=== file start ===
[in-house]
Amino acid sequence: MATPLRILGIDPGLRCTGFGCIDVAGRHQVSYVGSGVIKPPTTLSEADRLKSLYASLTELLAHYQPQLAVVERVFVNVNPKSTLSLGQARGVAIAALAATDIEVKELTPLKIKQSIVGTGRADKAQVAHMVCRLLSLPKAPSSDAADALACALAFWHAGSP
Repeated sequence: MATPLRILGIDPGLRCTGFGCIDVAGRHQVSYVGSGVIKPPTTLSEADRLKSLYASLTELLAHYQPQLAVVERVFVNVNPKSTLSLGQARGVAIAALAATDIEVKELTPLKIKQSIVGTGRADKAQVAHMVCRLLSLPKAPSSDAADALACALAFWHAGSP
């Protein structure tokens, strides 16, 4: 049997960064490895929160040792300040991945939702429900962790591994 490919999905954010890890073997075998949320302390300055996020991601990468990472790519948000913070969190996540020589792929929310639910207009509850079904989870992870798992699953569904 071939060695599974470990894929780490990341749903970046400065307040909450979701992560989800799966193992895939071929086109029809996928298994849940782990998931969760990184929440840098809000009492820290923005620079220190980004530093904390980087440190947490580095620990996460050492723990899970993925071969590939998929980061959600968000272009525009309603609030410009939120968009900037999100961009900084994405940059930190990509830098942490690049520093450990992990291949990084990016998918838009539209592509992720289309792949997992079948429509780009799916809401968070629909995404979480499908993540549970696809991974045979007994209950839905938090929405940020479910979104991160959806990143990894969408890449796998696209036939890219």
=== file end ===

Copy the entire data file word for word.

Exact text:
[in-house]
Amino acid sequence: MATPLRILGIDPGLRCTGFGCIDVAGRHQVSYVGSGVIKPPTTLSEADRLKSLYASLTELLAHYQPQLAVVERVFVNVNPKSTLSLGQARGVAIAALAATDIEVKELTPLKIKQSIVGTGRADKAQVAHMVCRLLSLPKAPSSDAADALACALAFWHAGSP
Repeated sequence: MATPLRILGIDPGLRCTGFGCIDVAGRHQVSYVGSGVIKPPTTLSEADRLKSLYASLTELLAHYQPQLAVVERVFVNVNPKSTLSLGQARGVAIAALAATDIEVKELTPLKIKQSIVGTGRADKAQVAHMVCRLLSLPKAPSSDAADALACALAFWHAGSP
């Protein structure tokens, strides 16, 4: 049997960064490895929160040792300040991945939702429900962790591994 490919999905954010890890073997075998949320302390300055996020991601990468990472790519948000913070969190996540020589792929929310639910207009509850079904989870992870798992699953569904 071939060695599974470990894929780490990341749903970046400065307040909450979701992560989800799966193992895939071929086109029809996928298994849940782990998931969760990184929440840098809000009492820290923005620079220190980004530093904390980087440190947490580095620990996460050492723990899970993925071969590939998929980061959600968000272009525009309603609030410009939120968009900037999100961009900084994405940059930190990509830098942490690049520093450990992990291949990084990016998918838009539209592509992720289309792949997992079948429509780009799916809401968070629909995404979480499908993540549970696809991974045979007994209950839905938090929405940020479910979104991160959806990143990894969408890449796998696209036939890219």